The furniture is finished in 100% Italian leather and can be ordered as recliners, connected rows or curves of seats, love seats, couches, or custom configurations limited undoubtedly only by the thickness of your wallet.

BodySoundAccording to the pictures I've seen of a beautiful loveseat recliner, as is at the left here, the main left and right speakers come up out of the furniture's arms (retracting into them when not in use), which could raise sweet spot issues since each person in the loveseat will be closer to one speaker than the other. The BodySound people may have figured that out, however, with the fine tuning mentioned above.

Speakers are arranged thusly: two head speakers, two spine speakers, two arm speakers, and a seat driver. The continuous steel frame also transmits vibration.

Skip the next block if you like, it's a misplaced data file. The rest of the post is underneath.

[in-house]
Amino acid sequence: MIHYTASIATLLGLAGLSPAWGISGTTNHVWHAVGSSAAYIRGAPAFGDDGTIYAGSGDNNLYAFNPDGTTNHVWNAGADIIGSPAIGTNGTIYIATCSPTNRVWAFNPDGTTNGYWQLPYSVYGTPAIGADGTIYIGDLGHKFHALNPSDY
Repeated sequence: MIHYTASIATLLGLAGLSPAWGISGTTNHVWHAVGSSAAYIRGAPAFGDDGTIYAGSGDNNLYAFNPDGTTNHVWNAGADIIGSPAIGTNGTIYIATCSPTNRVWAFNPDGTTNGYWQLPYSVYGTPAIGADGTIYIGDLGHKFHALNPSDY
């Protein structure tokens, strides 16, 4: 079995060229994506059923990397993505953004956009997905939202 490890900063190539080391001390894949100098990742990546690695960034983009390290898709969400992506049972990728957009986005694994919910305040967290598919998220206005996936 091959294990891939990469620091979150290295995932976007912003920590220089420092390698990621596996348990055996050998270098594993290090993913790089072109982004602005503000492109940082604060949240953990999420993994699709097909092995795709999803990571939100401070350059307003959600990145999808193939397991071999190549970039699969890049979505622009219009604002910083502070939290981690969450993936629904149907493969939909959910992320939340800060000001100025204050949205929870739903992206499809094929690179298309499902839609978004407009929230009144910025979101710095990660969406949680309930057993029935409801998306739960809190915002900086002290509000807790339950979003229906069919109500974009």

The furniture comes with a 7 channel amplifier that claims 200 MIPS of processing power. Each channel gets its own speaker, and the system includes a Control Link with a touch screen or a Mini Link controller.

The amplifier blends linear and "class D" technology and the company says it lets you select left and right front channels, center channel and even left and right surround channels in any proportion for any of the speakers. This can be good if you want to move the dialogue closer to your ears or to enhance the surround channels. I still wonder how the two sitting in the love seat will come to terms with the spread out left and right front channels, though to be fair they're close enough that it might not be that big a deal.

If nothing else, it could help you work on your negotiation skills, which could serve you well in life outside the home theater…